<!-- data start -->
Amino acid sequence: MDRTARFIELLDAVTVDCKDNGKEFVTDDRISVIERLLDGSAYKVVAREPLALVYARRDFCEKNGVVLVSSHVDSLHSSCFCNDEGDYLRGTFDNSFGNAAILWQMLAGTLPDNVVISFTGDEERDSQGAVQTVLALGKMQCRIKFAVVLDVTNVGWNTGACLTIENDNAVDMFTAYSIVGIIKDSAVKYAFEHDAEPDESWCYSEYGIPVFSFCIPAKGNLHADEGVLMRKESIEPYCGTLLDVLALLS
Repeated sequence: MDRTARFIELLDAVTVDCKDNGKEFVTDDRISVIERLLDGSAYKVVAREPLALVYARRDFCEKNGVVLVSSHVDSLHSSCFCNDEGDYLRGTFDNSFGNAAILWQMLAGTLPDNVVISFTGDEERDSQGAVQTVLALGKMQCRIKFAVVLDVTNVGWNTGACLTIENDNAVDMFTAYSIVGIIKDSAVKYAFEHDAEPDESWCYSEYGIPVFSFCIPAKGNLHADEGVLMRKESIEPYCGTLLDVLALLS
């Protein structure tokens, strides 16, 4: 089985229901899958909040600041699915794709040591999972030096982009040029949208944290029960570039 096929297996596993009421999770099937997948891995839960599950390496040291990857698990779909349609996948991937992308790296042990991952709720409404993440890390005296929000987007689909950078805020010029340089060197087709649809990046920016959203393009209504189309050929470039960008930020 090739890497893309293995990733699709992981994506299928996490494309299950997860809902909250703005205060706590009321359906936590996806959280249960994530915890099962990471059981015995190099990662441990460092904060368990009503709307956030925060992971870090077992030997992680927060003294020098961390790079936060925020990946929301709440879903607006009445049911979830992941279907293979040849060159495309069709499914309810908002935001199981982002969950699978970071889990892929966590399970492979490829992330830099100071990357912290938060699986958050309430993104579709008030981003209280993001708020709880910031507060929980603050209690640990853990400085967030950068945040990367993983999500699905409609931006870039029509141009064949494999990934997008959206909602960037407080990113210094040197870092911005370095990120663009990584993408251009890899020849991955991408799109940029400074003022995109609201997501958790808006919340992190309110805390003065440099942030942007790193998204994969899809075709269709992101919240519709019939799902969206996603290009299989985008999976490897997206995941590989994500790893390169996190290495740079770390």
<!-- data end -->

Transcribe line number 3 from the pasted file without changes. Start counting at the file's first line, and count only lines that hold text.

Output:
């Protein structure tokens, strides 16, 4: 089985229901899958909040600041699915794709040591999972030096982009040029949208944290029960570039 096929297996596993009421999770099937997948891995839960599950390496040291990857698990779909349609996948991937992308790296042990991952709720409404993440890390005296929000987007689909950078805020010029340089060197087709649809990046920016959203393009209504189309050929470039960008930020 090739890497893309293995990733699709992981994506299928996490494309299950997860809902909250703005205060706590009321359906936590996806959280249960994530915890099962990471059981015995190099990662441990460092904060368990009503709307956030925060992971870090077992030997992680927060003294020098961390790079936060925020990946929301709440879903607006009445049911979830992941279907293979040849060159495309069709499914309810908002935001199981982002969950699978970071889990892929966590399970492979490829992330830099100071990357912290938060699986958050309430993104579709008030981003209280993001708020709880910031507060929980603050209690640990853990400085967030950068945040990367993983999500699905409609931006870039029509141009064949494999990934997008959206909602960037407080990113210094040197870092911005370095990120663009990584993408251009890899020849991955991408799109940029400074003022995109609201997501958790808006919340992190309110805390003065440099942030942007790193998204994969899809075709269709992101919240519709019939799902969206996603290009299989985008999976490897997206995941590989994500790893390169996190290495740079770390």